Wednesday, April 6, 2011

Flick of The Day: Call Northside 777

Filmed in a pseudo-documentary style by director Henry Hathaway, perhaps better remembered these days as director of two John Wayne's best films True Grit and The Sons of Katie Elder, today's flick of the day is a true crime tale set in 1940's Chicago. The documentary style is used to highlight the true to life tale at its core.
In 1932, prohibition era Chicago a policeman is gunned down inside a speakeasy and Frank Wiecek played by Richard Conte is quickly arrested and sentenced to 99 years for the crime. Fast forward 11 years and Wiecek's ageing mother places an ad in a newspaper offering a reward of $5,000 for any information. She is firm in her belief that Frank cannot be guilty. This leads a sceptical editor of the Chicago Times, Brian Kelly played by the always brilliant Lee J. Cobb to assign one of his reporters P.J McNeal to investigate. Jimmy Stewart, perhaps the greatest American actor of his time, shines as McNeal. He imbues the character with the kind of lived in feeling that earned him the nickname The Ordinary Hero.
Of course, as soon as McNeal starts to investigate, the case which had at first seemed so solid begins to slowly unravel. As he chips away at the evidence that sent a cop killer to jail, he comes up against resistance from all corners of the justice system. Everyone is keen for Frank Wiecek to stay where he is. Eventually it comes down to McNeal having to prove that a witness lied in court. In a thrilling finale, an enlarged photograph plays a crucial part, the tension mounting as the photograph is enlarged, reminiscent of The Tell-Tale Heart by Edgar Allan Poe.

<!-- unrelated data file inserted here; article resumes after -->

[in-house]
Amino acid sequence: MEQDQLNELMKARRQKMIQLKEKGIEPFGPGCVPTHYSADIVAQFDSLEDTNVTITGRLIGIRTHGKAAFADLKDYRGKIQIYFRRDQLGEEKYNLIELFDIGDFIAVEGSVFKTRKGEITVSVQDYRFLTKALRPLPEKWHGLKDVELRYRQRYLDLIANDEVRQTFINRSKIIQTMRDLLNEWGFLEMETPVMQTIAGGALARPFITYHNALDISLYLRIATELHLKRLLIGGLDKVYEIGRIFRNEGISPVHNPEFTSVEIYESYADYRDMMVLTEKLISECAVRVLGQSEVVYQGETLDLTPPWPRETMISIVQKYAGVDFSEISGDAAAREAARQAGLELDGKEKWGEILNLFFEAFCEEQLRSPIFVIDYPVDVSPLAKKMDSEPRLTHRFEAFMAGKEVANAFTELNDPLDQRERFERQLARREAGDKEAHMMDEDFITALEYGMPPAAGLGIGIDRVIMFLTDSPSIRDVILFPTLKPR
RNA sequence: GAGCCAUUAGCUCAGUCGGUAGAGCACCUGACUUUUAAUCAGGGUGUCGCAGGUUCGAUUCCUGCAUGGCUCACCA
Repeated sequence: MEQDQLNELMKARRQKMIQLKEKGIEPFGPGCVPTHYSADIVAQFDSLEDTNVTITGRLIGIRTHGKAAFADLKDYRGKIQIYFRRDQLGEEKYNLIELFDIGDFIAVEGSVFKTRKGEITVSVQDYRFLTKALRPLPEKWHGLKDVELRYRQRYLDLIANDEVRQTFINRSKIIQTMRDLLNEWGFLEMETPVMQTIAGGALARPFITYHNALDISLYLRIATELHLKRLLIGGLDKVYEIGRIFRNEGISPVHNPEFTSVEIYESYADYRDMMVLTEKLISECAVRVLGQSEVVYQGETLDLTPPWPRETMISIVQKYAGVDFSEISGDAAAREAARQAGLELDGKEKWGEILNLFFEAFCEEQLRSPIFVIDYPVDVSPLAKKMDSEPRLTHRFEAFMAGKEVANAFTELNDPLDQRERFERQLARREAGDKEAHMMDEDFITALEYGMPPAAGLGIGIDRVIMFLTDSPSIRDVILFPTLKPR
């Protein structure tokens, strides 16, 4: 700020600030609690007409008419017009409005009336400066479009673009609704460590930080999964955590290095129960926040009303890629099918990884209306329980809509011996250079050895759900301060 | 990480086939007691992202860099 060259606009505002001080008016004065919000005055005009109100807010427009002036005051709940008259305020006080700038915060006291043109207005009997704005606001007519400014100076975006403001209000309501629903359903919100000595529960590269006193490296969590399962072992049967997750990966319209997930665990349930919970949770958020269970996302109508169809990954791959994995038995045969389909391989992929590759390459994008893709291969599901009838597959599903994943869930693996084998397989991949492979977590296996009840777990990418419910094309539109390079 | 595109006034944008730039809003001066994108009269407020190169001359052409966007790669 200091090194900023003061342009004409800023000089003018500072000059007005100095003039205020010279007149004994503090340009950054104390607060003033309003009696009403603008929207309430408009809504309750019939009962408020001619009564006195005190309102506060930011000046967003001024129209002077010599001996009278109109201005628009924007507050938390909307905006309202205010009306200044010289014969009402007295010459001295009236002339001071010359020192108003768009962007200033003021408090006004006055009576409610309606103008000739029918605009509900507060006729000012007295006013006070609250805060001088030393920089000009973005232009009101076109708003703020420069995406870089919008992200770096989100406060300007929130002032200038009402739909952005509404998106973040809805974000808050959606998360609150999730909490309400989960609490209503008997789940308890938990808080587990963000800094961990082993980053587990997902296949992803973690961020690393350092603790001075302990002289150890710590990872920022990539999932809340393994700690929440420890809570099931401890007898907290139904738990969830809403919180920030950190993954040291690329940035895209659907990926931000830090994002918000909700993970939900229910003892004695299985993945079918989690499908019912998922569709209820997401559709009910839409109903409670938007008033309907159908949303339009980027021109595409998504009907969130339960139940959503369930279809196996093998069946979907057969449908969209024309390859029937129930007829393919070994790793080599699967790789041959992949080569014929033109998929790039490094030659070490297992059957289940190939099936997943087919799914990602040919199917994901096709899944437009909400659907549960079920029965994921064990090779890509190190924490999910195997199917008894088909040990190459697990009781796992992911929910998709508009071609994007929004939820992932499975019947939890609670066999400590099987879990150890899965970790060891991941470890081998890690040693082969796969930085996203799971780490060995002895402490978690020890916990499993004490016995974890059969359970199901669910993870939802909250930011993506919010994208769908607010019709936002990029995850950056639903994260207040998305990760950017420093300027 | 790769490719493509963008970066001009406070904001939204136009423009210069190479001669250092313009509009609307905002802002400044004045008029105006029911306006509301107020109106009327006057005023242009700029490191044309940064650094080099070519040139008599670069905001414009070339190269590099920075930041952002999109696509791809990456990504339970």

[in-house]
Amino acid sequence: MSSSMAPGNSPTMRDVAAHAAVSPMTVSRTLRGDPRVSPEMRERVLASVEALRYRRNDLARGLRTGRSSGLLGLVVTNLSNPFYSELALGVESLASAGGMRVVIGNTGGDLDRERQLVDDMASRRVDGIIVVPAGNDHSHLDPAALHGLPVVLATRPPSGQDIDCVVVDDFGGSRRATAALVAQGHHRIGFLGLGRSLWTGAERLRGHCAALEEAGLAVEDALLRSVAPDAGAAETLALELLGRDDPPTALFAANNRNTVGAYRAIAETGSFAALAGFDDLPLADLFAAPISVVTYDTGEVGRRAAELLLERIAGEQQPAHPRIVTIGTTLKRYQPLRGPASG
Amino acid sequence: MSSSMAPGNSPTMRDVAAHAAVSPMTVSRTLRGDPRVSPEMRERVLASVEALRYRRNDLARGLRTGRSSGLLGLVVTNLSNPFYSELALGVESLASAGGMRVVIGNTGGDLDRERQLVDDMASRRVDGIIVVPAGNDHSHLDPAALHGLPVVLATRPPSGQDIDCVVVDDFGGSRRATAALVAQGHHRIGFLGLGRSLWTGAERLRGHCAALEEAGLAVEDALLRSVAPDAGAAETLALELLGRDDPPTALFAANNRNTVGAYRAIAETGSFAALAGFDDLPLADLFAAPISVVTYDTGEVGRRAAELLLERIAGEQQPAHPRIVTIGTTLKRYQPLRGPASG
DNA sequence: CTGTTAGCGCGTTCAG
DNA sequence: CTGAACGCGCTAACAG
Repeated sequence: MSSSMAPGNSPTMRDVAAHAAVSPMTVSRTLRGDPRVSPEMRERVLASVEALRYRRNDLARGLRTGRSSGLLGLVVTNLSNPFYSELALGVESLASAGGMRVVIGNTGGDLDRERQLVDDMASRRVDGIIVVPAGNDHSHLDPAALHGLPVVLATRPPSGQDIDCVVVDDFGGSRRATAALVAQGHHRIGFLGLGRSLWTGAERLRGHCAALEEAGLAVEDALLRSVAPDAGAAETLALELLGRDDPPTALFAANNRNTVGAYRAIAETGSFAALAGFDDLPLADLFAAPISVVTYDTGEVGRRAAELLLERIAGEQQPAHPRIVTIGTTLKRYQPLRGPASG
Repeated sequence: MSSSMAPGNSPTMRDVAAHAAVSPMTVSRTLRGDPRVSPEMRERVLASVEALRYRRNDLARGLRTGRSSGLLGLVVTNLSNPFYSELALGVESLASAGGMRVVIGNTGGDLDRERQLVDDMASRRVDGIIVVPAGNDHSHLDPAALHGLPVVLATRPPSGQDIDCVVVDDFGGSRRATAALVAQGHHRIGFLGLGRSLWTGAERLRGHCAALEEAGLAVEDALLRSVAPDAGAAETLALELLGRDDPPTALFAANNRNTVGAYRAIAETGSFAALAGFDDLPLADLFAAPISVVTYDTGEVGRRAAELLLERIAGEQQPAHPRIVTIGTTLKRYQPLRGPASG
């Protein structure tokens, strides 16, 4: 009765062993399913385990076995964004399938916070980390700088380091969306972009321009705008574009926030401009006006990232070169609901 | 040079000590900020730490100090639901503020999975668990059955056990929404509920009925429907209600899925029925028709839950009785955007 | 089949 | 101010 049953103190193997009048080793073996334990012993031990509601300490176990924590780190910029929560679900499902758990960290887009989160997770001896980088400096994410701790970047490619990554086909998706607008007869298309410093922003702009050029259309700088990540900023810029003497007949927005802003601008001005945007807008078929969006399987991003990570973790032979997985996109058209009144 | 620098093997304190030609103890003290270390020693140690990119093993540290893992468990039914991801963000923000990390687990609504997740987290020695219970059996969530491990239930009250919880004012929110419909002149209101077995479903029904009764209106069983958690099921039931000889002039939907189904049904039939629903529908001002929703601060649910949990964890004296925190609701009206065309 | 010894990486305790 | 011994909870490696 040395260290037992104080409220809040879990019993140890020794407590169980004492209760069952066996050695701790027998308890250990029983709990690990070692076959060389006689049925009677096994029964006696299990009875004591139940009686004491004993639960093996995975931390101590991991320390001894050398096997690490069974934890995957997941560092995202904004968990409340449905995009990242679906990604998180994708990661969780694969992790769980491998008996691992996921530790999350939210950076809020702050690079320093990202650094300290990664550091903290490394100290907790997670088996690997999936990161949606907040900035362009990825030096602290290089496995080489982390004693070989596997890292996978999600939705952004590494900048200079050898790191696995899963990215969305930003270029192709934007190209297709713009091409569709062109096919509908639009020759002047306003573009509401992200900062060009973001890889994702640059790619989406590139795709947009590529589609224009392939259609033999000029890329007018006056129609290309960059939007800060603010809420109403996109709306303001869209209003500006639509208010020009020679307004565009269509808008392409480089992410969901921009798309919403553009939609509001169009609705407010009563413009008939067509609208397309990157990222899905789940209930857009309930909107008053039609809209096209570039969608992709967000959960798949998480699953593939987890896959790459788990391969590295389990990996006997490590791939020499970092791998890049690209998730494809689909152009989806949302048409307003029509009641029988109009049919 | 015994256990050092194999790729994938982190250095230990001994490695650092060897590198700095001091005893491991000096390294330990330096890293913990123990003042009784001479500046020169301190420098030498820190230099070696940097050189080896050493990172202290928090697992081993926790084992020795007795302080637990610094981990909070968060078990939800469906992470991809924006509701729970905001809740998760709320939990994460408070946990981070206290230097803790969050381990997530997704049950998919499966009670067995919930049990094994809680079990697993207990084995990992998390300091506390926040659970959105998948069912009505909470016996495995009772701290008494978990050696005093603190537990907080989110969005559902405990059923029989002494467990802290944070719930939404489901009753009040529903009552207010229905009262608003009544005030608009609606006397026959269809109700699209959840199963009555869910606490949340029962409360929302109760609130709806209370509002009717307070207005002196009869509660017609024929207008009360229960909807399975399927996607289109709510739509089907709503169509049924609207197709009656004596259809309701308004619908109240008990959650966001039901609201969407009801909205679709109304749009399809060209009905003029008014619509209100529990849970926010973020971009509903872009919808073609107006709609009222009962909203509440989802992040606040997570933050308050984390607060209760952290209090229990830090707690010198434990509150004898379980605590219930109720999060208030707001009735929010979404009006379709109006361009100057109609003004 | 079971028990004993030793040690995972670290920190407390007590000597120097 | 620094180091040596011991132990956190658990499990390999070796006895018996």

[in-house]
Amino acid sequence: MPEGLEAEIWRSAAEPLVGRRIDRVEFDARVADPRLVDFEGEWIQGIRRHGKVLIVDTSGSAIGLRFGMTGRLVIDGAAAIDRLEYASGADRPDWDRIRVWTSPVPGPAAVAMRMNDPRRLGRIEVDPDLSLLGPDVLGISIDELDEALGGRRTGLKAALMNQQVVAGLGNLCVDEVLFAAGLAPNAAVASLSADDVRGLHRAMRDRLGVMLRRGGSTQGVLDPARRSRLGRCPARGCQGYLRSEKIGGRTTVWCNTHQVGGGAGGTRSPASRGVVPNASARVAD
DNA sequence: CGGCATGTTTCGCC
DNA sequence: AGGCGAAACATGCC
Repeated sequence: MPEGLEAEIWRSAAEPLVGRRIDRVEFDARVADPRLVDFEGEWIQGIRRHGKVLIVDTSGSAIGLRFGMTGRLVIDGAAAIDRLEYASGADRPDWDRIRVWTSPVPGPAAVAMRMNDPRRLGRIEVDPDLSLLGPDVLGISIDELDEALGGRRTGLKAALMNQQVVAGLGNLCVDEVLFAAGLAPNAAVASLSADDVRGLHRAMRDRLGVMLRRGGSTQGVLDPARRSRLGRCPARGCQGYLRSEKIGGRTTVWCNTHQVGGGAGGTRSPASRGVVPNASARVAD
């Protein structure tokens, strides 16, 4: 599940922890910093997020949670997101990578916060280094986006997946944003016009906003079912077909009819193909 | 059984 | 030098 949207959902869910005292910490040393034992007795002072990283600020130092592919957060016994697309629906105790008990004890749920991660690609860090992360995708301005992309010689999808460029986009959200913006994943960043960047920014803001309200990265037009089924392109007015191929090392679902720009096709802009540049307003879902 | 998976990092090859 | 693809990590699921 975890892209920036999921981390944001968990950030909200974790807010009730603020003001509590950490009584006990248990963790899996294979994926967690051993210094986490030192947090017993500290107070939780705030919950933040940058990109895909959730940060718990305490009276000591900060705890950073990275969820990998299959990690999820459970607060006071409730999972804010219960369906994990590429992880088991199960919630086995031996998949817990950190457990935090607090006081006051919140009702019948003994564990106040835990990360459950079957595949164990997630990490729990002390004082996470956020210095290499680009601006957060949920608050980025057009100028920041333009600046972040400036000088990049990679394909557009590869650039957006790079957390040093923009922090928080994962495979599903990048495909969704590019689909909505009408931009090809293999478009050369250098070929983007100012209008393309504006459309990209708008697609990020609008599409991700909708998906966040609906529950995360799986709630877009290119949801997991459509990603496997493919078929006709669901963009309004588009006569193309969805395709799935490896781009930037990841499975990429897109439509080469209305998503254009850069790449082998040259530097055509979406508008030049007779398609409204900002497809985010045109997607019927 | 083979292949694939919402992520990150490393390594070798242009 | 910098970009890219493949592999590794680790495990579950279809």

The use of a documentary style gives the film an air of fact. You feel like you are following an investigation as each step McNeal takes is lay out in front of you. The use of then cutting edge technology also enhances this feeling. There is a lie detector test in which each operation of the machine is described in such a manner by the operator that he is either a very wooden actor or a real life lie detector. The crucial photograph is sent via the telephone, oh what wonders!. Again this is described in great detail. These scenes are enjoyable curiosities but not overly compelling. The real highlights are the performances of Cobb and Stewart. Its an enjoyable yarn, particularly when Stewart goes searching in the Polish slums for a missing witness. His everyman going where we wouldn't. Sure the ending feels a little corny and god bless america-ish but then you have to watch it in the context of which it was produced. The second world war had just ended and people wanted uplifting tales that reaffirmed their belief that all those people that died, did so for a just cause.

Aw, look, Frank, it's a big thing when a sovereign state admits a mistake. But remember this: there aren't many governments in the world that would do it

Overall, this is a fine film, worth seeing if only for another great performance from Jimmy Stewart. The first film shot on location in Chicago, there are some excellent location shots of that fine city. Well worth a look on a quiet day.

No comments:

Post a Comment

Follow by Email